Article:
Arizona pitcher takes rather unique approach to relieving, and things get messy in a hurry
To those of us entrenched in the proletariat, the life of the professional athlete seems especially glamorous.
After all, they play games for a living, make a ton of cash, live the kind of lifestyle we equate with privilege and luxury and things cool and aspirational.
We have a tendency to believe star athletes aren’t susceptible to the foibles and mishaps of everyday life.
Then we hear about guys like Arizona Diamondbacks reliever Archie Bradley and feel suddenly reassured that he might just be like all the rest of us – often uncool, uncalm and mired in situations you hope to be able to laugh about one day.
Perhaps you have already heard about this: Bradley made an appearance on Yahoo! Sports MLB podcast this week, a guest of host of Tim Brown.
Before we get into the specifics, here’s something you should know about Bradley, who was talented enough to be Arizona’s first-round draft pick (11th overall) in 2011.
He is among the legion of Major Leaguers who has decided to grow a long, bushy beard, a topic we addressed in this forum earlier this week. But the decision had more to do with his eccentricity than his fashion sense.
Last season, Bradley, at the time clean-shaven, was beaten out by Patrick Corbin for a spot in Arizona’s starting rotation and was sent to the bullpen to serve as a set-up guy. At some point, at least according to his Wikipedia biography, he decided to go see a palm reader who told him she believed that sprouting a beard would bestow him with super powers as a baseball player.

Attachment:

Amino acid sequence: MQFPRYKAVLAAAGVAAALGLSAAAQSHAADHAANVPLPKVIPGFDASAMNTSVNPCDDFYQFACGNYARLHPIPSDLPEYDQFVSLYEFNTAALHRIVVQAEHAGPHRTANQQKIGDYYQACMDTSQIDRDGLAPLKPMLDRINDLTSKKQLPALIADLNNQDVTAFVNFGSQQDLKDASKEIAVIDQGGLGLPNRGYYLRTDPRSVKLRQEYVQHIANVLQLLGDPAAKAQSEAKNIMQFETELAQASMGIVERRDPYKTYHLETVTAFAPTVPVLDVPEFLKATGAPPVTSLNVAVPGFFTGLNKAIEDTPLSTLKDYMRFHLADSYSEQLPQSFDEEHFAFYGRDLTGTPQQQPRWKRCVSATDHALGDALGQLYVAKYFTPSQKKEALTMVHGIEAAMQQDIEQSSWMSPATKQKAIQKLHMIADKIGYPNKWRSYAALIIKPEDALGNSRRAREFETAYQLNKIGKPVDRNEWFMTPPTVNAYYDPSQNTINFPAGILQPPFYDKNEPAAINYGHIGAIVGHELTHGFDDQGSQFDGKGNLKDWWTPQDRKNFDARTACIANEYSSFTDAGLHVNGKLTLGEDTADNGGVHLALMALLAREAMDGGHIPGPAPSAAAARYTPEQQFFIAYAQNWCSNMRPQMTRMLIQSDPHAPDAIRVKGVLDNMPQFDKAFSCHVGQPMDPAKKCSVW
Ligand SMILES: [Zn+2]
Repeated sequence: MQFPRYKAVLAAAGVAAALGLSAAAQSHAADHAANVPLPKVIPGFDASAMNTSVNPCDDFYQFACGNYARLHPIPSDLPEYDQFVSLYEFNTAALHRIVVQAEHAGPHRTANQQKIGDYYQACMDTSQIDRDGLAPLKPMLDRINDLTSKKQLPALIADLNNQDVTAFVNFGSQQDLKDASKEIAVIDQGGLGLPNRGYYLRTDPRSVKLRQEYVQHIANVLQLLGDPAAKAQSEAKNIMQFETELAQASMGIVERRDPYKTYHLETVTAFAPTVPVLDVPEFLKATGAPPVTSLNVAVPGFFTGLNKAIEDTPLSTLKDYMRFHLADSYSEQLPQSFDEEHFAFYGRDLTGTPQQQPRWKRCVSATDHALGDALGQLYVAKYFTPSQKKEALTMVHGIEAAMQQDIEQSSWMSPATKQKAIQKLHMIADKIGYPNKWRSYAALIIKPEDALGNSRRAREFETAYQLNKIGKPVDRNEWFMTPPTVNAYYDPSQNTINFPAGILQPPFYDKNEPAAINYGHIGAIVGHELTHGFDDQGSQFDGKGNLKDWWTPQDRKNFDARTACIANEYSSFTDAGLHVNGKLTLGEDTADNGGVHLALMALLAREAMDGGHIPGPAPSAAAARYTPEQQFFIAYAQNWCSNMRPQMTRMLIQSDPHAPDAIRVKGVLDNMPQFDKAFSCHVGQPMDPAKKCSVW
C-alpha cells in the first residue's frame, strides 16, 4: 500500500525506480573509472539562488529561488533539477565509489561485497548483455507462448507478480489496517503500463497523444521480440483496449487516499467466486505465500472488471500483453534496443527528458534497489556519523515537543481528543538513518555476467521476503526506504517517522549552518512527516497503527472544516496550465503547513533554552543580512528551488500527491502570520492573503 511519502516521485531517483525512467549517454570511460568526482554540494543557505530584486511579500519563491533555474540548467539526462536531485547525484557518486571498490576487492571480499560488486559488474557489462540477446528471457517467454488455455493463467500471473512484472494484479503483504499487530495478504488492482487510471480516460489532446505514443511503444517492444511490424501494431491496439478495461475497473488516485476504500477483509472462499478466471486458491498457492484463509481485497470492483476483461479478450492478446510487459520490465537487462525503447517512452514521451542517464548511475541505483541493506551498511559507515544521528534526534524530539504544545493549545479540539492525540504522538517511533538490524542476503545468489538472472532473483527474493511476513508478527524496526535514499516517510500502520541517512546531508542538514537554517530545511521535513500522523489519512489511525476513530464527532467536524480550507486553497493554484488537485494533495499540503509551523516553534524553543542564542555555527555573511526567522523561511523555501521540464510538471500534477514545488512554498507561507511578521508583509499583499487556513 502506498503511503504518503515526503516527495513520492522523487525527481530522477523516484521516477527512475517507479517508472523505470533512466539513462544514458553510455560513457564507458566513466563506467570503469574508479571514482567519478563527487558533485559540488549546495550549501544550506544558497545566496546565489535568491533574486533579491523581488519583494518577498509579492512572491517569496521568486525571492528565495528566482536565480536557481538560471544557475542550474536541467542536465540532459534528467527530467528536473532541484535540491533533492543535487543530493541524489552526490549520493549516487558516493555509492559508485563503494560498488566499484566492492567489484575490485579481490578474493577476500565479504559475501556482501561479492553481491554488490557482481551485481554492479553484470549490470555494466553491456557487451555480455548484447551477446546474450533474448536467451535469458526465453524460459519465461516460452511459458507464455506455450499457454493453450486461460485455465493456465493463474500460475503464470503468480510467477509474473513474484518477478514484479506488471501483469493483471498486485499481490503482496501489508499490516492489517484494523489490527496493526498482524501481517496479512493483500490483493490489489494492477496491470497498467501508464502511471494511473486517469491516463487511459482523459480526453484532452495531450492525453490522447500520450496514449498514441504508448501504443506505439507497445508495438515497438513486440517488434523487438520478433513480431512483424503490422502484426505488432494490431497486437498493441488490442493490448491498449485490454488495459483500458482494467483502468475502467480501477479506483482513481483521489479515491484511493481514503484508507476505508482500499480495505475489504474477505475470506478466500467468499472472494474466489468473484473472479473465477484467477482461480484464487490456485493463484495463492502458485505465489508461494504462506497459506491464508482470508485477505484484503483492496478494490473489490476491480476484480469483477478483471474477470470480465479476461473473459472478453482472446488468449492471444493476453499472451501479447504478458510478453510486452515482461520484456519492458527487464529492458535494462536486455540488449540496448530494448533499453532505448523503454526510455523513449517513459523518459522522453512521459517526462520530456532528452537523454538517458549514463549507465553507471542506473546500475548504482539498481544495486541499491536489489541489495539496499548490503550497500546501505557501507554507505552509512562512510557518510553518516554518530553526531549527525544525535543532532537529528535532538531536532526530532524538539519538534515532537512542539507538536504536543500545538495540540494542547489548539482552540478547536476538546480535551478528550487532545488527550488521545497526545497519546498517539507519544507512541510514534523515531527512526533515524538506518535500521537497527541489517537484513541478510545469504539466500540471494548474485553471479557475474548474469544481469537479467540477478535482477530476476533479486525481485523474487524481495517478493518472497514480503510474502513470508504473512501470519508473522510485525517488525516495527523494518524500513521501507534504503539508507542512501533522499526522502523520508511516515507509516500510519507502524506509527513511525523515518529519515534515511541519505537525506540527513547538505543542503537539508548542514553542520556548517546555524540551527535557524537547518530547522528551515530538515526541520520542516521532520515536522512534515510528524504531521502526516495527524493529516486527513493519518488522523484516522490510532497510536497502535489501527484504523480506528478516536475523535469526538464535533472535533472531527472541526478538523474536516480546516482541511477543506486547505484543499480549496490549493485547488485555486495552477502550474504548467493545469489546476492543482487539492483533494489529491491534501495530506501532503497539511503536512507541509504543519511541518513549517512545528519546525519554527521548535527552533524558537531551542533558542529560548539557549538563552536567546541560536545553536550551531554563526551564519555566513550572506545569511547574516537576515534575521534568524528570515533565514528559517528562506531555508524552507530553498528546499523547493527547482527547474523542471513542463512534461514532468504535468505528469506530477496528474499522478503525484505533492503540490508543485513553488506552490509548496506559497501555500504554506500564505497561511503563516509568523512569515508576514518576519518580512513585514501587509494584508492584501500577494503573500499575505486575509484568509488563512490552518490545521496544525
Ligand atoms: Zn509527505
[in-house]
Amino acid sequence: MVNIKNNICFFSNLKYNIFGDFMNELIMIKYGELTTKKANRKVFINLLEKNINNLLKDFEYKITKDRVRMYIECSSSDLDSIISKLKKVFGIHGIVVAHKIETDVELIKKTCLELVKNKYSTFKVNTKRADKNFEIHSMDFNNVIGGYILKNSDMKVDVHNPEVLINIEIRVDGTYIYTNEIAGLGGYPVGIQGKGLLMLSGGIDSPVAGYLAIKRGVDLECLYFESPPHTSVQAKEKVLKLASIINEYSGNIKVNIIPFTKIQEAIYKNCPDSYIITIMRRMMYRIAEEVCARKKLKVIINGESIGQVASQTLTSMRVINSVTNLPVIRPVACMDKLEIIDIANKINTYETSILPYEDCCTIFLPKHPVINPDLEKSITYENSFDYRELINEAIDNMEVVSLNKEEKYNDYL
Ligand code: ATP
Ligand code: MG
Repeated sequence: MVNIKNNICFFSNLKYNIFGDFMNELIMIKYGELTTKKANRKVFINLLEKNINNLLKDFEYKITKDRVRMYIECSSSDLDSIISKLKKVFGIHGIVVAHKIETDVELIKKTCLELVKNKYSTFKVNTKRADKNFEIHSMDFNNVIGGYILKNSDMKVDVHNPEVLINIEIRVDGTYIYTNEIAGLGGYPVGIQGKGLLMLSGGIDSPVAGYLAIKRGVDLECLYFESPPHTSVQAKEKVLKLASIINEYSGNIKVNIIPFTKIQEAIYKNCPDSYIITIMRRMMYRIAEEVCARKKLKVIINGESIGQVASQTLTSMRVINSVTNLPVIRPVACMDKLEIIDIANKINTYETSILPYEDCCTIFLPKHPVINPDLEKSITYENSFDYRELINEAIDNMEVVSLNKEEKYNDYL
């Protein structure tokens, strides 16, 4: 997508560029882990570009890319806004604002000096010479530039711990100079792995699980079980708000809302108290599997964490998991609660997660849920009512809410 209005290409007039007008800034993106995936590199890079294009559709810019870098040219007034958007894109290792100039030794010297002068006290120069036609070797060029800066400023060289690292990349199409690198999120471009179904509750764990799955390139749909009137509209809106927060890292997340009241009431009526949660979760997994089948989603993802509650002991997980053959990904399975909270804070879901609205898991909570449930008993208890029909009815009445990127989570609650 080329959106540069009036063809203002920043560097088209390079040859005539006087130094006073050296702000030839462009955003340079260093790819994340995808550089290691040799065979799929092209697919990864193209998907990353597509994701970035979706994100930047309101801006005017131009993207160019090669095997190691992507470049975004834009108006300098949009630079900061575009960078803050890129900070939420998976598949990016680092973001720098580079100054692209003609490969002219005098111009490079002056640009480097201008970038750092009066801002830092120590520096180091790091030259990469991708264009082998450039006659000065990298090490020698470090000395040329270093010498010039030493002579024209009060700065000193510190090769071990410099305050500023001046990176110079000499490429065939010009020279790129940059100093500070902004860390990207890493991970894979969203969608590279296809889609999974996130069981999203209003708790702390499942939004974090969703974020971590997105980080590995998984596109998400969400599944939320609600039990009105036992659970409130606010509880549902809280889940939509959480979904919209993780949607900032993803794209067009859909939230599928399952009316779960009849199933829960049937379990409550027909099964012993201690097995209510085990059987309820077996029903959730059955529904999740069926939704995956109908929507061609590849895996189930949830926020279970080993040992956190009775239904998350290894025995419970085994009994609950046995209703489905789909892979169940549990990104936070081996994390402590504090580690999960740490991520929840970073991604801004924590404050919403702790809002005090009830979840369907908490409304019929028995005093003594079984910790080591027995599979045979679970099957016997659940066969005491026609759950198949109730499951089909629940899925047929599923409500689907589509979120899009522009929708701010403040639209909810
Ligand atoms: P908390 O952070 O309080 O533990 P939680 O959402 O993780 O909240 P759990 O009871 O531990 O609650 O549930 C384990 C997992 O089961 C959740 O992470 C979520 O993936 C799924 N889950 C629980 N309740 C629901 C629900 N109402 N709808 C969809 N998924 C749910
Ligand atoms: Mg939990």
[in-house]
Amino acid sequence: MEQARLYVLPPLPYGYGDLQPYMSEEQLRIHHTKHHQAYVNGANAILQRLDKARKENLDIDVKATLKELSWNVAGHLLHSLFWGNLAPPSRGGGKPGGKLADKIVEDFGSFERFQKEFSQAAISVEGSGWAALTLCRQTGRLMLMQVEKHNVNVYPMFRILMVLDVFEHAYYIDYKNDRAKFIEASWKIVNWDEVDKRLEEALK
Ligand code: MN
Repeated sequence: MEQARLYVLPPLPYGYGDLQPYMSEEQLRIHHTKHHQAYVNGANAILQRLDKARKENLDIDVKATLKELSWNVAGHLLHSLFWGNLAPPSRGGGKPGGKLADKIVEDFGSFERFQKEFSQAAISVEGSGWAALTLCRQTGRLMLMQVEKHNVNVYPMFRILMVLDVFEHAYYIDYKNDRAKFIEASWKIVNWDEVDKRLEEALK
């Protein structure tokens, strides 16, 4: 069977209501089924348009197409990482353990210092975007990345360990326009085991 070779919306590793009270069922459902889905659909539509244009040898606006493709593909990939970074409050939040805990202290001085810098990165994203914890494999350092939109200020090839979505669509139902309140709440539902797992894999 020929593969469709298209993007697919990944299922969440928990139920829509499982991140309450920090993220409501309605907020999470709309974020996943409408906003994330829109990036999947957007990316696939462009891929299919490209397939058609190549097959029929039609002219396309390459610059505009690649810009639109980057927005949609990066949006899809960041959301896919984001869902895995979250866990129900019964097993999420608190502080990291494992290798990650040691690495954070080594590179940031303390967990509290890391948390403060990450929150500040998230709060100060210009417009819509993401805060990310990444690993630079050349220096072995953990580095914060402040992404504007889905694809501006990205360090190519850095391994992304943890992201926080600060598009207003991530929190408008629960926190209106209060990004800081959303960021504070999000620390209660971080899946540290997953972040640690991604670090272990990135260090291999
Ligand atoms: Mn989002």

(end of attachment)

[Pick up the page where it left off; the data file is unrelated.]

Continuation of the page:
So Bradley threw away the blade and has since morphed into one of baseball’s premier relievers, one with an engaging, unpredictable sense of humor.
“I don’t believe in special powers but it’s kind of funny that as soon as I grew a beard I seemed to pitch better,” said Bradley at the time about his decision. “ I think it’s more to do with having to only pitch 1-2 innings and being able to go 100 percent, versus trying to save my arm to last 6-7 innings as a starter. Just in case the palm reader was correct, I won’t shave my beard until I retire.”
Fair enough. And if you look at his stats this season, this superstition seems to be playing out perfectly. In his first 38 innings, he has allowed only 26 hits with 11 walks and 33 strikeouts with an ERA of 2.13 and WHIP of 0.974.
Which brings us back to his conversation with Brown. During the podcast, the conversation subtly shifted to the embarrassing experience of Brewers pitcher Adrian Houser, who threw up twice on the field after being called in to pitch in the eighth inning of a game against the Phillies on Father’s Day.
At that point, the Bradley-Brown chat got a little messy.
“I was warming up to go in a game. I knew I had the next hitter. I knew he was on deck. The at-bat was taking a little bit (of time),” Bradley told Brown. “As a bullpen guy in these big situations, I call them nervous pees, where like I don’t have to pee a lot, but I know I have to pee before I go in the game. I can’t believe I’m telling you this.
“So it’s a 2-2 count, and I’m like, ‘Man, I have to pee. I have to go pee.’ So I run in our bathroom real quick, I’m ready to go. I’m trying to pee and I actually (expletive) my pants. Like right before I’m about to go in the game, I pooped my pants. I’m like ‘Oh my gosh.’ I know I’m a pitch away from going in the game, so I’m scrambling to clean myself up. I get it cleaned up the best I can, button my pants up, and our bullpen coach Mike Fetters says, ‘Hey, you’re in the game.’ So I’m jogging into the game to pitch with poop in my pants essentially.
“It was the most uncomfortable I’ve ever been on the mound. And I actually had a good inning. I had a clean inning, and I walked in the dugout and I was like, ‘Guys, I just [expletive] myself.’ They didn’t believe me, then the bullpen came in and they’re like ‘Oh my God, you had to see this.’”
Moral of the story: Money and fame isn’t everything. Life can get untidy, no matter how famous you are.